|ترجمه عنوان مقاله||انتخاب قراردادها برای حمایت از استراتژی ALFO: بینش از مقایسه هتل های دارای امتیاز و مدیریت|
|عنوان انگلیسی مقاله||Choosing contracts to support ALFO strategy: Insights from comparing franchised and managed hotels|
|انتشار||مقاله سال ۲۰۲۲|
|تعداد صفحات مقاله انگلیسی||۱۵ صفحه|
|هزینه||دانلود مقاله انگلیسی رایگان میباشد.|
|پایگاه داده||نشریه الزویر|
|نوع نگارش مقاله
||مقاله پژوهشی (Research Article)|
|مقاله بیس||این مقاله بیس میباشد|
|نمایه (index)||Scopus – Master Journal List – JCR|
|فرمت مقاله انگلیسی|
||۸٫۲۴۰ در سال ۲۰۲۰|
|شاخص H_index||۱۴۷ در سال ۲۰۲۲|
|شاخص SJR||۲٫۲۰۶ در سال ۲۰۲۰|
|شاخص Quartile (چارک)||Q1 در سال ۲۰۲۰|
|رشته های مرتبط||مدیریت|
|گرایش های مرتبط||مدیریت هتلداری|
|نوع ارائه مقاله
|مجله||مدیریت بازاریابی صنعتی – Industrial Marketing Management|
|دانشگاه||School of Economics and Business, University of Oviedo, Spain|
|کلمات کلیدی||فرانشیز – قرارداد مدیریت – هتل – دانش – انتخاب حاکمیت – امتیازات آنلاین|
|کلمات کلیدی انگلیسی||Franchising – Management contract – Hotel – Knowledge – Governance choice – Online scores|
|شناسه دیجیتال – doi
|وضعیت ترجمه مقاله||ترجمه آماده این مقاله موجود نمیباشد. میتوانید از طریق دکمه پایین سفارش دهید.|
|دانلود رایگان مقاله||دانلود رایگان مقاله انگلیسی|
|سفارش ترجمه این مقاله||سفارش ترجمه این مقاله|
|فهرست مطالب مقاله:|
۲٫ The ALFO strategy in the hotel literature: an incomplete view of governance
۳٫ Franchising versus management contracts: governance differences and comparative effectiveness
۴٫ Empirical setting
۶٫ Conclusion, managerial implications, and limitations
Declarations of interest
Appendix 1. An overview of ALFO strategy-related research in the hotel industry literature
Appendix 2. Descriptive statistics of the two-stage regressions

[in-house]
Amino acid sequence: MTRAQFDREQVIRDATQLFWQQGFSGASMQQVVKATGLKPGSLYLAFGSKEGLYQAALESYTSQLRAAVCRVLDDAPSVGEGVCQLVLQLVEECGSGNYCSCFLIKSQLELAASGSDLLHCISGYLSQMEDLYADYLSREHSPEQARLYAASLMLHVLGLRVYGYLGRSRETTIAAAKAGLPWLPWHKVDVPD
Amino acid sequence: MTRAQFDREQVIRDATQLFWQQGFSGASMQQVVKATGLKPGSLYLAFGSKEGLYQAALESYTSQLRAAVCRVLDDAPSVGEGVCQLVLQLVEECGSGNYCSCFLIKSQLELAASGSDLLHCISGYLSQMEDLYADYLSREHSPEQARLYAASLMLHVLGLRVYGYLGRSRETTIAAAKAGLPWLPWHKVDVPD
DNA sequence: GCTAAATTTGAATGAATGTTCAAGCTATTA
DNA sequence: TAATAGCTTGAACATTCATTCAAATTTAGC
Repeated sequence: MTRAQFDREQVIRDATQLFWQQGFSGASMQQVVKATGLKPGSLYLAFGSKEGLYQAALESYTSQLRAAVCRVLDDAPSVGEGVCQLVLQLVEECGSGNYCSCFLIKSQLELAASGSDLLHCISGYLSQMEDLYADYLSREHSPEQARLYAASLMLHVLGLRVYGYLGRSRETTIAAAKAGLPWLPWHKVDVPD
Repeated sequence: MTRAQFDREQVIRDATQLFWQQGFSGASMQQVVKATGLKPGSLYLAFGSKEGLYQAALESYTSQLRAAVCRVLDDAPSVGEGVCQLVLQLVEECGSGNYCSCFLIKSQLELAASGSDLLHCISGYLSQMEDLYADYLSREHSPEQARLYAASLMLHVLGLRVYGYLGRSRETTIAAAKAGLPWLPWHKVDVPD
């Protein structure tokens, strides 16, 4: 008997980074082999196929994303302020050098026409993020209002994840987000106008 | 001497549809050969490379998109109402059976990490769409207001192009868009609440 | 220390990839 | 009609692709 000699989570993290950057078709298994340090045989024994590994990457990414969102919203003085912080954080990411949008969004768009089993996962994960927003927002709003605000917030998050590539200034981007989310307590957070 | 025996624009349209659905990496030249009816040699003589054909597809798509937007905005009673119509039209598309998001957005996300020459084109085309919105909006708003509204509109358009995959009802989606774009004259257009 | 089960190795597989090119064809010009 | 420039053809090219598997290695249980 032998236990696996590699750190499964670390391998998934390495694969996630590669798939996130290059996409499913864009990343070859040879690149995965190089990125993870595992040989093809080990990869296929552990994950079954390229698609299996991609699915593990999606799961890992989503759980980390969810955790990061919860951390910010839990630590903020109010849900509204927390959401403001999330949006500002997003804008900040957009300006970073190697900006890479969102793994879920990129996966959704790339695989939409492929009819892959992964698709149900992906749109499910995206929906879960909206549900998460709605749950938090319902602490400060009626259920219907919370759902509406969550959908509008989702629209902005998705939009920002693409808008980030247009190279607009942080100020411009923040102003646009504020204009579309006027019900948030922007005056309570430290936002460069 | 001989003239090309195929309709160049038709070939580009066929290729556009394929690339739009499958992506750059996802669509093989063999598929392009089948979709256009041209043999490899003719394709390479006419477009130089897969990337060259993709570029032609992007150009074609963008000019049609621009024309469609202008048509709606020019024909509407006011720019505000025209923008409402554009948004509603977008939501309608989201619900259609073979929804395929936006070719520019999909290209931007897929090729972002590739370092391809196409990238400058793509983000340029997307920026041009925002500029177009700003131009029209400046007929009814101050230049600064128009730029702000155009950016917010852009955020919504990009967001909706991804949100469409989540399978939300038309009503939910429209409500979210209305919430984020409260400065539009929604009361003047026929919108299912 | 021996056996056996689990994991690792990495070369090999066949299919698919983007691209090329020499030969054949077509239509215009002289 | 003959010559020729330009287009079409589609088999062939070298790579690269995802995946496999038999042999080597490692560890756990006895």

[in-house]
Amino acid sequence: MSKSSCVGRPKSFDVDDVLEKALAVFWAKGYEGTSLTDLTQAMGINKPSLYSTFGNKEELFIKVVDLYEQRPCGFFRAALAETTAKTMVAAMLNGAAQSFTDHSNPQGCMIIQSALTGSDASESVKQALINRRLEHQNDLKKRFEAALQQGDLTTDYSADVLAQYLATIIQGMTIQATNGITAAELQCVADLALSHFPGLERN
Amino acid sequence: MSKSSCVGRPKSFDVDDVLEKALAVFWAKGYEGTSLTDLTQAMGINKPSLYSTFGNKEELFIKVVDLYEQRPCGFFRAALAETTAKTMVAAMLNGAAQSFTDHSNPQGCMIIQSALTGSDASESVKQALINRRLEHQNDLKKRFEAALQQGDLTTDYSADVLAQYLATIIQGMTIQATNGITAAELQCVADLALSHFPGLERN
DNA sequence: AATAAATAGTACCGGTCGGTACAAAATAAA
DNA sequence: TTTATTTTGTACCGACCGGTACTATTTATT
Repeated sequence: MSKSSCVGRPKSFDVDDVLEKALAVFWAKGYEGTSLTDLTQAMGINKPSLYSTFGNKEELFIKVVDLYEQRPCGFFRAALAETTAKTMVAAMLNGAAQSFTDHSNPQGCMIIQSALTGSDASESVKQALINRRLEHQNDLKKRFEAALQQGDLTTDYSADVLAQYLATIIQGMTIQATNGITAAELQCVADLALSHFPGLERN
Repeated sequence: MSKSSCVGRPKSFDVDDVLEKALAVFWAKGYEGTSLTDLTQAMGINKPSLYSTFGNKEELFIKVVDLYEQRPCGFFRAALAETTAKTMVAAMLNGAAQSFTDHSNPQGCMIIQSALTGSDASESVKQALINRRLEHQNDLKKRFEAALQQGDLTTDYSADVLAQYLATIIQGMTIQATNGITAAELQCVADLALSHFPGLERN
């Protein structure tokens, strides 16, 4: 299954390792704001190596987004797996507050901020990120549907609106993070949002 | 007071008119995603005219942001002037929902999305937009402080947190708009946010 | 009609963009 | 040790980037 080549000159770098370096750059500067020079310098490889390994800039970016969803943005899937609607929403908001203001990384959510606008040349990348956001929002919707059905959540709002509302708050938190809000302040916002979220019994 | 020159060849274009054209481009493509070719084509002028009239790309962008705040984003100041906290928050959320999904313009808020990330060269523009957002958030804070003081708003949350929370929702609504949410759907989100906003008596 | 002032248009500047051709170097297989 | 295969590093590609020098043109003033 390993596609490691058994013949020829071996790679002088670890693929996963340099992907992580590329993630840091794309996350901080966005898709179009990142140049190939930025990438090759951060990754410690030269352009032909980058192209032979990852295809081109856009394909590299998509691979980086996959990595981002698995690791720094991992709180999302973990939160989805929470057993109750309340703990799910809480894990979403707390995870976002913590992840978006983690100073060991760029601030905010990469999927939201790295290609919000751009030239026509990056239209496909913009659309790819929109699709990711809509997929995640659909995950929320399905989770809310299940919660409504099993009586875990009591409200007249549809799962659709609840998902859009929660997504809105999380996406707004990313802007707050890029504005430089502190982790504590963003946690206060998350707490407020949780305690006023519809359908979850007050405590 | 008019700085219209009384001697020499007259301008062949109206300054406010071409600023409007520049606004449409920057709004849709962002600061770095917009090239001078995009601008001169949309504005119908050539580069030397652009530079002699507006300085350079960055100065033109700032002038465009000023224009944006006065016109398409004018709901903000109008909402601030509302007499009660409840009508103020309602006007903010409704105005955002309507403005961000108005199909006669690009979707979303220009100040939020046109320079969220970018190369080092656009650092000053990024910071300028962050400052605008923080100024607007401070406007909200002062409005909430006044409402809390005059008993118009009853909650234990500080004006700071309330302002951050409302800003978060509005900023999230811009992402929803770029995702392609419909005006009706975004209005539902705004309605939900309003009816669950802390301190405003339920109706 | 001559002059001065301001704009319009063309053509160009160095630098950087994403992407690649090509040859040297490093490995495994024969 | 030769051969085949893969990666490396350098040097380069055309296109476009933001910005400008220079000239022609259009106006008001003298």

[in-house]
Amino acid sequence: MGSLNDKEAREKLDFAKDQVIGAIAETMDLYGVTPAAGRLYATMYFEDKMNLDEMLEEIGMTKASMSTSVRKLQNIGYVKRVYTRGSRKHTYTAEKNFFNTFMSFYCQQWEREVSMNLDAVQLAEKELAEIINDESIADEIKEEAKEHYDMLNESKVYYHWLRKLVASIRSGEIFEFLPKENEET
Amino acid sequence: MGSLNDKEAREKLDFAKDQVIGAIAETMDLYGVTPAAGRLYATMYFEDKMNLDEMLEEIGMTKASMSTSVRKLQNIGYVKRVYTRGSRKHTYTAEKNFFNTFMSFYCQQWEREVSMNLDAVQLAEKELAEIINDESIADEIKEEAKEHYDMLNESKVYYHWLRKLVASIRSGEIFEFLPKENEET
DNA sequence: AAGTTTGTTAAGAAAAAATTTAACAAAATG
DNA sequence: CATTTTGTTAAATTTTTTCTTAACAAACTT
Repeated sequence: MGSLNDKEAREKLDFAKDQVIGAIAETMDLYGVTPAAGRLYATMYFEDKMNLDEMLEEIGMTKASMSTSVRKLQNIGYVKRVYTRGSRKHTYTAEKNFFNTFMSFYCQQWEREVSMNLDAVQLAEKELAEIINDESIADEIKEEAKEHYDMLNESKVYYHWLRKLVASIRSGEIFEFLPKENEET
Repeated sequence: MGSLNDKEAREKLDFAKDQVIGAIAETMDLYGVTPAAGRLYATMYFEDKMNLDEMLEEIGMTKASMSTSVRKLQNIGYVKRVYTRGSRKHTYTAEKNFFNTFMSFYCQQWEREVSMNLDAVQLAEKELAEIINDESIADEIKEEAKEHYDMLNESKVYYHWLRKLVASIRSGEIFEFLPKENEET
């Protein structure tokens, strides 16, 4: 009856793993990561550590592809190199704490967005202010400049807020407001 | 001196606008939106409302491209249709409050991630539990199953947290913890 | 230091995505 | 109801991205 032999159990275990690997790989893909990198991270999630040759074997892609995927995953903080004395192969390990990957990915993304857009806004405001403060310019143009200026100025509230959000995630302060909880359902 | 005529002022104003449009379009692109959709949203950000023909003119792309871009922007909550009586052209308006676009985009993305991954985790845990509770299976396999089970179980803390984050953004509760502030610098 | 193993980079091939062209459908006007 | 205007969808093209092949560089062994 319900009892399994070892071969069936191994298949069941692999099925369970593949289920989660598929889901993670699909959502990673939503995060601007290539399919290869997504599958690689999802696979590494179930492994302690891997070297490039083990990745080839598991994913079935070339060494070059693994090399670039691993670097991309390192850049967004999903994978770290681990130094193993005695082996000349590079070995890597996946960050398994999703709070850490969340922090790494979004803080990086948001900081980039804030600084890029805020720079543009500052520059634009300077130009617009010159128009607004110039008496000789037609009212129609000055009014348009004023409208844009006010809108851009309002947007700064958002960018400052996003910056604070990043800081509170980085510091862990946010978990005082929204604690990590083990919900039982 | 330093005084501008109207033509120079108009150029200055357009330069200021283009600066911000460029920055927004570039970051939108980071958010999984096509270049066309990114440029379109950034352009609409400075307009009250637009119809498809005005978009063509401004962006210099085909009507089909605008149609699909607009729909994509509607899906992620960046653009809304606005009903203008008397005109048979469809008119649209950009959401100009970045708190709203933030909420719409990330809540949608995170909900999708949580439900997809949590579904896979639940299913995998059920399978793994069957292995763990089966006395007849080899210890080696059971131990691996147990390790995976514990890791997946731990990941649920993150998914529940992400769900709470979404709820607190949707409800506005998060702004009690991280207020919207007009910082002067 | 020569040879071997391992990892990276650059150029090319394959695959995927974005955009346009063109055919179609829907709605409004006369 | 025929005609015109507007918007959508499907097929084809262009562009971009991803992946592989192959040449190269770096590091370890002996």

|بخشی از متن مقاله:|
Although franchise and management contracts constitute the dominant way of organizing business-to-business relationships within hotel chains, no study has compared their relative performance. This paper aims to explain their differences and assess their impact on online scores, currently a key performance indicator in the hotel industry. We argue that franchises are less effective than management contracts for operating upscale hotels due to the relative advantages that the latter have in transferring and enforcing tacit knowledge, typically embedded in skilled staff and very relevant in such quality-tier hotels. Conversely, franchising is better for large hotels because, first, its incentive structure better addresses managerial shirking (typically more severe as hotel size increases) and, second, it offers advantages when the standardization of business procedures is key to success (as is true for large establishments). Our empirical findings broadly support these arguments in a dataset of 467 Spanish hotels, also providing evidence that no single organizational solution fits all situations.